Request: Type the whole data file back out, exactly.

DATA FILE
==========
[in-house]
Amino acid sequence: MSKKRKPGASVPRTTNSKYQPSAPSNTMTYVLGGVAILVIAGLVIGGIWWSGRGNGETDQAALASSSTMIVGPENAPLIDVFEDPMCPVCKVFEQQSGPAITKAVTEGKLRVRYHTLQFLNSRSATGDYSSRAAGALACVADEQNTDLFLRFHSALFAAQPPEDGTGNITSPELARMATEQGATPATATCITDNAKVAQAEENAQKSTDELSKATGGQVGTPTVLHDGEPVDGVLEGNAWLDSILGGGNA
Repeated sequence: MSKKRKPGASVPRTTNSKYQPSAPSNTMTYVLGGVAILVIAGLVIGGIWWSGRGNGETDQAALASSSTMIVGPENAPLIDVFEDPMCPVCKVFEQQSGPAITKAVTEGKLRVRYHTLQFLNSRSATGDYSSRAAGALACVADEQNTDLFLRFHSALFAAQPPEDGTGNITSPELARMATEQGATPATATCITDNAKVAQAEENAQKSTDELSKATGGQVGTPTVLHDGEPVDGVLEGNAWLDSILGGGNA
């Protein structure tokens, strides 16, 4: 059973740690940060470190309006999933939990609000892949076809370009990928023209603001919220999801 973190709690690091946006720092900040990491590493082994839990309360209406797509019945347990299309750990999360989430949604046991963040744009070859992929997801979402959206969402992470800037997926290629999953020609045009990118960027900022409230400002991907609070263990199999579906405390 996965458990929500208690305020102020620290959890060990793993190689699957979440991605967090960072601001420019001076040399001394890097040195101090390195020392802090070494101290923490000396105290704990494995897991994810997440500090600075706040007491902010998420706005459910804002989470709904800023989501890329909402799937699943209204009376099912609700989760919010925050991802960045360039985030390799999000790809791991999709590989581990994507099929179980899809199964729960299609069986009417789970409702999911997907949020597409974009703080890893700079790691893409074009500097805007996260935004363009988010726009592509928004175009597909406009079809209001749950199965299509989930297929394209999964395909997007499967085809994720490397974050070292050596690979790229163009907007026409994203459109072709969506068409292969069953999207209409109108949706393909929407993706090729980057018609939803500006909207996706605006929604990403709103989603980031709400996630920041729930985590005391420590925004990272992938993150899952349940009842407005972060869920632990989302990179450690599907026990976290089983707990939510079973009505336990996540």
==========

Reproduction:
[in-house]
Amino acid sequence: MSKKRKPGASVPRTTNSKYQPSAPSNTMTYVLGGVAILVIAGLVIGGIWWSGRGNGETDQAALASSSTMIVGPENAPLIDVFEDPMCPVCKVFEQQSGPAITKAVTEGKLRVRYHTLQFLNSRSATGDYSSRAAGALACVADEQNTDLFLRFHSALFAAQPPEDGTGNITSPELARMATEQGATPATATCITDNAKVAQAEENAQKSTDELSKATGGQVGTPTVLHDGEPVDGVLEGNAWLDSILGGGNA
Repeated sequence: MSKKRKPGASVPRTTNSKYQPSAPSNTMTYVLGGVAILVIAGLVIGGIWWSGRGNGETDQAALASSSTMIVGPENAPLIDVFEDPMCPVCKVFEQQSGPAITKAVTEGKLRVRYHTLQFLNSRSATGDYSSRAAGALACVADEQNTDLFLRFHSALFAAQPPEDGTGNITSPELARMATEQGATPATATCITDNAKVAQAEENAQKSTDELSKATGGQVGTPTVLHDGEPVDGVLEGNAWLDSILGGGNA
């Protein structure tokens, strides 16, 4: 059973740690940060470190309006999933939990609000892949076809370009990928023209603001919220999801 973190709690690091946006720092900040990491590493082994839990309360209406797509019945347990299309750990999360989430949604046991963040744009070859992929997801979402959206969402992470800037997926290629999953020609045009990118960027900022409230400002991907609070263990199999579906405390 996965458990929500208690305020102020620290959890060990793993190689699957979440991605967090960072601001420019001076040399001394890097040195101090390195020392802090070494101290923490000396105290704990494995897991994810997440500090600075706040007491902010998420706005459910804002989470709904800023989501890329909402799937699943209204009376099912609700989760919010925050991802960045360039985030390799999000790809791991999709590989581990994507099929179980899809199964729960299609069986009417789970409702999911997907949020597409974009703080890893700079790691893409074009500097805007996260935004363009988010726009592509928004175009597909406009079809209001749950199965299509989930297929394209999964395909997007499967085809994720490397974050070292050596690979790229163009907007026409994203459109072709969506068409292969069953999207209409109108949706393909929407993706090729980057018609939803500006909207996706605006929604990403709103989603980031709400996630920041729930985590005391420590925004990272992938993150899952349940009842407005972060869920632990989302990179450690599907026990976290089983707990939510079973009505336990996540």